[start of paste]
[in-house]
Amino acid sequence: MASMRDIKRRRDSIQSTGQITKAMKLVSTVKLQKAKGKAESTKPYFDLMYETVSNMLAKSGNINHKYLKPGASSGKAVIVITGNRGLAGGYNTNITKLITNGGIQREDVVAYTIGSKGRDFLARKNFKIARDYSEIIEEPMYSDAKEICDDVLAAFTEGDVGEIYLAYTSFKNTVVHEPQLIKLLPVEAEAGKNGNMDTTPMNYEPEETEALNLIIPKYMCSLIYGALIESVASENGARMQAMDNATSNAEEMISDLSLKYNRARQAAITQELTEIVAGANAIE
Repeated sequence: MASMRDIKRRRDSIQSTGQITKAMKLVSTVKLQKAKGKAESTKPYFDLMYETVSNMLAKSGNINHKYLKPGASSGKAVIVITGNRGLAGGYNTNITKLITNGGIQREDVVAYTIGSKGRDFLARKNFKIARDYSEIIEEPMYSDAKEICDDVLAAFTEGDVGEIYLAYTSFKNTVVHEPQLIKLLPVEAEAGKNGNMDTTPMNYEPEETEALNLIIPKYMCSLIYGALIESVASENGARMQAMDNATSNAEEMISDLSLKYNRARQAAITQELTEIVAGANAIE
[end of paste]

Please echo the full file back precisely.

[in-house]
Amino acid sequence: MASMRDIKRRRDSIQSTGQITKAMKLVSTVKLQKAKGKAESTKPYFDLMYETVSNMLAKSGNINHKYLKPGASSGKAVIVITGNRGLAGGYNTNITKLITNGGIQREDVVAYTIGSKGRDFLARKNFKIARDYSEIIEEPMYSDAKEICDDVLAAFTEGDVGEIYLAYTSFKNTVVHEPQLIKLLPVEAEAGKNGNMDTTPMNYEPEETEALNLIIPKYMCSLIYGALIESVASENGARMQAMDNATSNAEEMISDLSLKYNRARQAAITQELTEIVAGANAIE
Repeated sequence: MASMRDIKRRRDSIQSTGQITKAMKLVSTVKLQKAKGKAESTKPYFDLMYETVSNMLAKSGNINHKYLKPGASSGKAVIVITGNRGLAGGYNTNITKLITNGGIQREDVVAYTIGSKGRDFLARKNFKIARDYSEIIEEPMYSDAKEICDDVLAAFTEGDVGEIYLAYTSFKNTVVHEPQLIKLLPVEAEAGKNGNMDTTPMNYEPEETEALNLIIPKYMCSLIYGALIESVASENGARMQAMDNATSNAEEMISDLSLKYNRARQAAITQELTEIVAGANAIE